The current Supreme Court debate is based on a fairly tragic misunderstanding of reality. It is widely held that employers use their money to pay employees to do their jobs. As a shallow assessment, a snapshot of an instant in time, this works just fine. At the deeper level it is completely nonsensical and promotes horribly fallacious thinking.
No employer hires or employs someone because that potential employee needs a job. Few, if any, hire because they, the employer, are really nice guys. To do so would mean that an incredible level of luck would be needed for the business to last any significant length of time. (think: humongous inheritance) The only reason an employer hires anyone is that they believe that directly or indirectly, in some way, they can make money on the employee, more than the employee costs to outfit and train. The employer is taking a risk because if they are wrong about being able to make money from hiring the person, they will indeed suffer the loss of whatever fiscal outlay there was to train and outfit the person or the job. If they are right, and they do make money on the employee, the monetary gratification is usually not instantaneous but delayed to a greater or lesser degree. Either way, now or later, directly or indirectly, the employee generates the money that will be used to pay him/herself. (In the context of this essay, time=money so a time savings is functionally income for the would be employer.)
Once you understand that basic obviousity, the wrongness of the SC argument becomes clear. The case should be dismissed. In fact, it should never have been heard. It would make more sense to give the employee(s) the power to dictate what could/should be done with the income they generate, over and above their in-hand compensation. The employer should have no special rights to say what happens to money that would not flow through the business without the complicity of the employee.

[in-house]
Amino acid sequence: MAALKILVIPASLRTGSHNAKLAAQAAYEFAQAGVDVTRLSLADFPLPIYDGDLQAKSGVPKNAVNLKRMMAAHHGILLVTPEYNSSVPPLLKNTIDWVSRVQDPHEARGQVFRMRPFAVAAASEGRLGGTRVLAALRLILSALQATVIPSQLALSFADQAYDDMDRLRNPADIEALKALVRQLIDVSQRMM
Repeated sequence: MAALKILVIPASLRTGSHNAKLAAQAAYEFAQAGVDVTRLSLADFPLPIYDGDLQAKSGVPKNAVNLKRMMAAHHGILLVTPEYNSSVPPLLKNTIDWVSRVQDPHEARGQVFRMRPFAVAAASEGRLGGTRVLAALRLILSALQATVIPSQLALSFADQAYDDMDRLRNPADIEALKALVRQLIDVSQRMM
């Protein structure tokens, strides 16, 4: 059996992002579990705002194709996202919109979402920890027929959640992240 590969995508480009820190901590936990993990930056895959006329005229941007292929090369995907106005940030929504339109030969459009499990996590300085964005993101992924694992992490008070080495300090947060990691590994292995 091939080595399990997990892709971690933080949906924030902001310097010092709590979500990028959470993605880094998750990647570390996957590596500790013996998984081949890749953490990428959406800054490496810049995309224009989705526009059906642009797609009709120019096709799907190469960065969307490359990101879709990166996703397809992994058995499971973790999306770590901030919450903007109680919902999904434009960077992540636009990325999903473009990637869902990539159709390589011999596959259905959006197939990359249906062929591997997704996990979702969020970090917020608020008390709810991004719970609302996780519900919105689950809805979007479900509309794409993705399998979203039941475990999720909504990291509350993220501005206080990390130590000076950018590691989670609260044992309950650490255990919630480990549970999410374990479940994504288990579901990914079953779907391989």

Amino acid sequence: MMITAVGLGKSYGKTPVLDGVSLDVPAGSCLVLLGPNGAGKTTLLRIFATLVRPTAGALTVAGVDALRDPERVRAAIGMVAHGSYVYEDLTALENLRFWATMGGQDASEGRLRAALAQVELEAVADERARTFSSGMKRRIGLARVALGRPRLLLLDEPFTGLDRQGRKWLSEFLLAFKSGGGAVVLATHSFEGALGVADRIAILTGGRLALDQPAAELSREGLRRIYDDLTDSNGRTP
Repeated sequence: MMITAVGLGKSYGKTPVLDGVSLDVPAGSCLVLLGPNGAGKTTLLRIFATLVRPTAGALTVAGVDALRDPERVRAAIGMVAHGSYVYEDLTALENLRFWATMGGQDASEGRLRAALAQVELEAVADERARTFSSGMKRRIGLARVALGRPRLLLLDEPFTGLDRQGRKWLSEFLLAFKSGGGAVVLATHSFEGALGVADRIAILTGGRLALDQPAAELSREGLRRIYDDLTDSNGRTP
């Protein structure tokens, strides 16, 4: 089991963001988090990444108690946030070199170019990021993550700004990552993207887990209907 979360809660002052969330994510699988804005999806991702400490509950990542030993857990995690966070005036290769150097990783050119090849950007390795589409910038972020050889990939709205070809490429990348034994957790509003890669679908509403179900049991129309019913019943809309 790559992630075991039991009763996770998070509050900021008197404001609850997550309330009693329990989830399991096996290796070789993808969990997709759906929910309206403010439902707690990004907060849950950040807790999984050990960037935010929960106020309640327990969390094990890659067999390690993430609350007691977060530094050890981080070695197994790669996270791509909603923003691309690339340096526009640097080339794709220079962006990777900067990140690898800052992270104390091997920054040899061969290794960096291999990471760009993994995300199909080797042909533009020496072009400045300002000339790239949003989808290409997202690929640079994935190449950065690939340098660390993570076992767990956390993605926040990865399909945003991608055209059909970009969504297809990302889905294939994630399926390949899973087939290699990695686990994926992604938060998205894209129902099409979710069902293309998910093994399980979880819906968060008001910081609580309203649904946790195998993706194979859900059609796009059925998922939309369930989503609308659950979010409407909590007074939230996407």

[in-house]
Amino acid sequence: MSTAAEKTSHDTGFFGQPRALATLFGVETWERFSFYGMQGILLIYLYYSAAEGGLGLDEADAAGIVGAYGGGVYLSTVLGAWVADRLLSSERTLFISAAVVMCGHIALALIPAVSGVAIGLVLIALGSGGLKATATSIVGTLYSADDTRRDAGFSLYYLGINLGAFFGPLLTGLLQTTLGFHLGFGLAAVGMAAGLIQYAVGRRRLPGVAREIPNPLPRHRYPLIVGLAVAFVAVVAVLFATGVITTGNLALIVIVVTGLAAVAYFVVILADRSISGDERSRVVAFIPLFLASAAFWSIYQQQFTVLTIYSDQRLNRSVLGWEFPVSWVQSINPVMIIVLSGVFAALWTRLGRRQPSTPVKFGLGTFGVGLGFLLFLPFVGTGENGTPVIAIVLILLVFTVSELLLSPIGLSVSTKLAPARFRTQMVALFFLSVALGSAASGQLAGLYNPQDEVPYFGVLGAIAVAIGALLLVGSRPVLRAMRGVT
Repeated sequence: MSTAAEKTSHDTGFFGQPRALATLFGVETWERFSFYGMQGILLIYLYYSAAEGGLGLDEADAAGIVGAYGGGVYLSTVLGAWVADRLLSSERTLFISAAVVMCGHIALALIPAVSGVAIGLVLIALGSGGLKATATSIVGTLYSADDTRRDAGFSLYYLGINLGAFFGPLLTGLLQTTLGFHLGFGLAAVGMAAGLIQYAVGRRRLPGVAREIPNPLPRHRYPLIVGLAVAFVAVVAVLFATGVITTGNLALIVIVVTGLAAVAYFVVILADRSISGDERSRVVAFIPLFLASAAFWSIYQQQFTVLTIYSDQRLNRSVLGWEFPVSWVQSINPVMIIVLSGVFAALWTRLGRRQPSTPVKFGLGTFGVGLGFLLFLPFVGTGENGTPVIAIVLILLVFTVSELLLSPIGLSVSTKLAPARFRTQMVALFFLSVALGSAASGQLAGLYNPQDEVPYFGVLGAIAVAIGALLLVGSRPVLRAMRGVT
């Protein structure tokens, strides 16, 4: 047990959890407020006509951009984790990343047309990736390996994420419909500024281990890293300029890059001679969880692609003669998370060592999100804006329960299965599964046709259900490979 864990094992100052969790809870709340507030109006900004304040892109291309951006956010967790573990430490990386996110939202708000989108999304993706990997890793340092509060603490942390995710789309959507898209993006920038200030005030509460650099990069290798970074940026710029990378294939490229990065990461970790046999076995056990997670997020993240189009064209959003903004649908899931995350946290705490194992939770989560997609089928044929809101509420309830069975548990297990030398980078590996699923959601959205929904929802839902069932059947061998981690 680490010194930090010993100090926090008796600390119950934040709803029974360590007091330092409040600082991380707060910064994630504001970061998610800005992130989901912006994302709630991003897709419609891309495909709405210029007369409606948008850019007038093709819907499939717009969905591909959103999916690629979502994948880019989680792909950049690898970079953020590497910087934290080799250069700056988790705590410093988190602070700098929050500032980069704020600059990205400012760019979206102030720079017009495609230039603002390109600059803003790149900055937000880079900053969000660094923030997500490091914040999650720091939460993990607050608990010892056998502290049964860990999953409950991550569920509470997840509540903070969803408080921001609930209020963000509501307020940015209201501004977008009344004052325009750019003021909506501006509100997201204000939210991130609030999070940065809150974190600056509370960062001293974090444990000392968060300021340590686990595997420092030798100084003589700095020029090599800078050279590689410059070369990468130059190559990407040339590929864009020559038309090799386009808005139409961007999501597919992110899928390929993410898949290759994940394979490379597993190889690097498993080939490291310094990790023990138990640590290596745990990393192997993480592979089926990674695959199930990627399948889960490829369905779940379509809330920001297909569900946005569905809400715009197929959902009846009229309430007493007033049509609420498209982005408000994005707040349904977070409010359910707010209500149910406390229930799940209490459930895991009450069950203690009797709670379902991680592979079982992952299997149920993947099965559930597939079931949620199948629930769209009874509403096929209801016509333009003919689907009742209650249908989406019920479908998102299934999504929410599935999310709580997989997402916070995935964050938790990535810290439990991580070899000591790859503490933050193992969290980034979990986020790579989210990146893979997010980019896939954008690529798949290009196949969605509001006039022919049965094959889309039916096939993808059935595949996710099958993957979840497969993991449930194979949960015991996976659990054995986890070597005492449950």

If the business is successful, the employer is compensated, sometimes very well compensated, for the risks they take in hiring a new employee. As someone who has been in the position of hiring, I know well that it is not always obvious whether or not an employee will work out. Even when you check with references and previous employers, it can turn out that a given employee simply does not pan out. There is definite risk from the standpoint of the employer. However, in the case of any business that could be considered successful, money is made(or time is saved) from the efforts of each and every employee. The janitor keeps the place clean and inviting so that customers and potential customers are comfortable coming in. The receptionist might greet individuals in person and/or on the phone or even digitally. Sales, accounting, engineering, maintenance, factory floor, and and and will all contribute in some way to the bottom line sufficiently to pay themselves or the business is a failure.
Though the employer may exercise a prerogative and negotiate a deal with a specific healthcare or insurance provider, the money that is used to pay for that deal, however good or bad it is, is generated by the efforts of the employees. If the employee wants to buy beer or contraception, bicycles or abortions, buildings or gummy bears, the religious, political, economic, environmental,or other beliefs of the employer cannot be allowed to take precedence of the citizenship rights or human rights of the employee. This is especially true if they are trying to use the employee generated income as the basis for limiting the rights of the employee.
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